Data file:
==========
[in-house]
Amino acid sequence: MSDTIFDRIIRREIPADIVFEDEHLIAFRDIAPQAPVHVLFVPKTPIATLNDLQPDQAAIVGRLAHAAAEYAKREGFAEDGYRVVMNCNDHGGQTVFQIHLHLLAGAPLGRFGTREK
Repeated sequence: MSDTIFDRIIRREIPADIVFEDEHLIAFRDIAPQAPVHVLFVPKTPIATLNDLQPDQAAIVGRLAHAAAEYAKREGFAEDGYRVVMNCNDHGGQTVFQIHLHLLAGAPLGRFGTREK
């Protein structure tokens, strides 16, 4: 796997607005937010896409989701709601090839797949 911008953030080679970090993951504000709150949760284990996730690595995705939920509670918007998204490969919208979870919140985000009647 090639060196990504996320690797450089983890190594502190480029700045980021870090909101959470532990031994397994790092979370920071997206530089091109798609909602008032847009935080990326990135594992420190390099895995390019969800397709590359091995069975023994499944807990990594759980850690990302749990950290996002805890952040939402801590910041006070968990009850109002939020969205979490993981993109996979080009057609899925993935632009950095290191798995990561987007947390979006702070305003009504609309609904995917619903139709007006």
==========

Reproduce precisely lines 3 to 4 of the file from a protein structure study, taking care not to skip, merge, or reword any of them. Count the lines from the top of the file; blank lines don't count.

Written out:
Repeated sequence: MSDTIFDRIIRREIPADIVFEDEHLIAFRDIAPQAPVHVLFVPKTPIATLNDLQPDQAAIVGRLAHAAAEYAKREGFAEDGYRVVMNCNDHGGQTVFQIHLHLLAGAPLGRFGTREK
């Protein structure tokens, strides 16, 4: 796997607005937010896409989701709601090839797949 911008953030080679970090993951504000709150949760284990996730690595995705939920509670918007998204490969919208979870919140985000009647 090639060196990504996320690797450089983890190594502190480029700045980021870090909101959470532990031994397994790092979370920071997206530089091109798609909602008032847009935080990326990135594992420190390099895995390019969800397709590359091995069975023994499944807990990594759980850690990302749990950290996002805890952040939402801590910041006070968990009850109002939020969205979490993981993109996979080009057609899925993935632009950095290191798995990561987007947390979006702070305003009504609309609904995917619903139709007006």